It’s time to pay, and your mozzarella, loaf of inexplicably small sliced bread and lonely jar of pesto amount to the most random of figures you could ever imagine. Something with 7 cents on the end of it. You hand her a note of a rounded up value, and she tears it from your grasp. Before sniffing, tasting and practically burning it to check if it’s real, she asks if you have the 7 cents, and gives you the darkest of all death stares. You swallow hard. Is it suddenly very warm in here? Sweat tickles your brow as you shakily reach into the zipped compartment of your wallet and shuffle around for the 7 cents. Luckily, you find a 5 cent and a 2 cent coin nestled cosily next to each other. You reach in to extract them but they won’t budge. They too are scared of this terrifying woman and are refusing to budge – you’re on your own, pal! You look up and laugh nervously. She is not impressed. A queue has formed, and they aren’t impressed either. You try with all your might to remove the coins from the most awkward part of your wallet until finally you manage to prise them out and hand them over with sweaty palms. She examines the two coins carefully, and for a moment you think she might bite one, just to be sure.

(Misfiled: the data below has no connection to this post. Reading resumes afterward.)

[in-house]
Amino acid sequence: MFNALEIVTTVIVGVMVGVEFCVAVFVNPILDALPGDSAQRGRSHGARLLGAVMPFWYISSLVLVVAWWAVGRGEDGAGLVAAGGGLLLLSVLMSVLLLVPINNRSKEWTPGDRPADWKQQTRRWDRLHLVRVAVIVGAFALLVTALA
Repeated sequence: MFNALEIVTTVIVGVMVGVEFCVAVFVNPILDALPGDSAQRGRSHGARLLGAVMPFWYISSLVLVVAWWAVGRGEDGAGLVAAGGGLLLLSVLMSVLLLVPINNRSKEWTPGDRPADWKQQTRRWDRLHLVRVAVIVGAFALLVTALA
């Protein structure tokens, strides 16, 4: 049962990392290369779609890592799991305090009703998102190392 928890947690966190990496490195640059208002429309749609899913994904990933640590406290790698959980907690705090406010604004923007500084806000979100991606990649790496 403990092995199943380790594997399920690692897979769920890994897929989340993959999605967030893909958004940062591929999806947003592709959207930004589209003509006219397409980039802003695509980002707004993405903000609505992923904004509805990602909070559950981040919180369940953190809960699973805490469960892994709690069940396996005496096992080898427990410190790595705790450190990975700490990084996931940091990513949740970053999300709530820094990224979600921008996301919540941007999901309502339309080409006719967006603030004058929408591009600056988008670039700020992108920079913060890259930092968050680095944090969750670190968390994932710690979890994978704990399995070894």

Eventually she concedes, and forces the till open. After some note rustling, she reluctantly bids you a half-arsed thank you and good day after slamming down the change on the other side of the counter, an enormous hint to leave a tip. You pick up the coins she has left behind and smile awkwardly as you stalk out of the shop, glad to have escaped with your dignity (if only just about) intact.

Supermarkets. Not many foreigners go in…and even fewer come out.

What Remains.


A frozen field of bluebells,
The bark from a dying tree.
All these things are sad indeed,
But the beauty we still see.

Much like your unforgettable face,
I long to see the sky.
For that which hovers above me
is invisible to my mind’s eye.

I will always be here,
Preserved in thoughts, like glass.
Though my face may not be remembered,
My name will be dew upon the grass.

Time for another Insomnia poem!


I could not fight, I would not run,
To this battle I would succumb.
A thousand nights without a wink
Edging me further beyond the brink.

A plague of consciousness upon my bed,
Sleep would ever evade my head.
Sleep hides behind a tree –
Insomnia has claimed my sanity.